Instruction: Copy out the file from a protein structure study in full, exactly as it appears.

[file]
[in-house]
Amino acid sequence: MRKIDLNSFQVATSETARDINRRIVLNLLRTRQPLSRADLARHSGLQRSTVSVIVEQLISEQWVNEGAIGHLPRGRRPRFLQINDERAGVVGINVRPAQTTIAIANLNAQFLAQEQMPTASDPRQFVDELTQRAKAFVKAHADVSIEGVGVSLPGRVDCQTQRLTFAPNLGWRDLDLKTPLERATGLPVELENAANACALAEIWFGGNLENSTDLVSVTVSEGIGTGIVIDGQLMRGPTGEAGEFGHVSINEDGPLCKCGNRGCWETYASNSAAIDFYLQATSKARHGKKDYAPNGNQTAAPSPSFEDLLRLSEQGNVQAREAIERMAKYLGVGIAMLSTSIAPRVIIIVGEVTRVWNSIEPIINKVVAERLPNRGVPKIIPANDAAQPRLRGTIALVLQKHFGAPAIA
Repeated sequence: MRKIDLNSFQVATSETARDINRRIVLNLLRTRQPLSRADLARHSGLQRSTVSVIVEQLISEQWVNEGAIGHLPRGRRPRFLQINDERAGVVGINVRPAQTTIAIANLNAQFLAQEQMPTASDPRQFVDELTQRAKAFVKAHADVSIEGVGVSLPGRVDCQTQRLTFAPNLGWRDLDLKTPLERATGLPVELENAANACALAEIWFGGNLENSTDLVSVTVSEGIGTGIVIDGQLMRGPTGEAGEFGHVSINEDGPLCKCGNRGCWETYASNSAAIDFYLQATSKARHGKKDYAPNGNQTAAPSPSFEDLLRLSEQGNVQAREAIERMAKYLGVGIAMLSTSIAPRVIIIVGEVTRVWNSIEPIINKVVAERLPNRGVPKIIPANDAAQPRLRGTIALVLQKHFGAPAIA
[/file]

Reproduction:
[in-house]
Amino acid sequence: MRKIDLNSFQVATSETARDINRRIVLNLLRTRQPLSRADLARHSGLQRSTVSVIVEQLISEQWVNEGAIGHLPRGRRPRFLQINDERAGVVGINVRPAQTTIAIANLNAQFLAQEQMPTASDPRQFVDELTQRAKAFVKAHADVSIEGVGVSLPGRVDCQTQRLTFAPNLGWRDLDLKTPLERATGLPVELENAANACALAEIWFGGNLENSTDLVSVTVSEGIGTGIVIDGQLMRGPTGEAGEFGHVSINEDGPLCKCGNRGCWETYASNSAAIDFYLQATSKARHGKKDYAPNGNQTAAPSPSFEDLLRLSEQGNVQAREAIERMAKYLGVGIAMLSTSIAPRVIIIVGEVTRVWNSIEPIINKVVAERLPNRGVPKIIPANDAAQPRLRGTIALVLQKHFGAPAIA
Repeated sequence: MRKIDLNSFQVATSETARDINRRIVLNLLRTRQPLSRADLARHSGLQRSTVSVIVEQLISEQWVNEGAIGHLPRGRRPRFLQINDERAGVVGINVRPAQTTIAIANLNAQFLAQEQMPTASDPRQFVDELTQRAKAFVKAHADVSIEGVGVSLPGRVDCQTQRLTFAPNLGWRDLDLKTPLERATGLPVELENAANACALAEIWFGGNLENSTDLVSVTVSEGIGTGIVIDGQLMRGPTGEAGEFGHVSINEDGPLCKCGNRGCWETYASNSAAIDFYLQATSKARHGKKDYAPNGNQTAAPSPSFEDLLRLSEQGNVQAREAIERMAKYLGVGIAMLSTSIAPRVIIIVGEVTRVWNSIEPIINKVVAERLPNRGVPKIIPANDAAQPRLRGTIALVLQKHFGAPAIA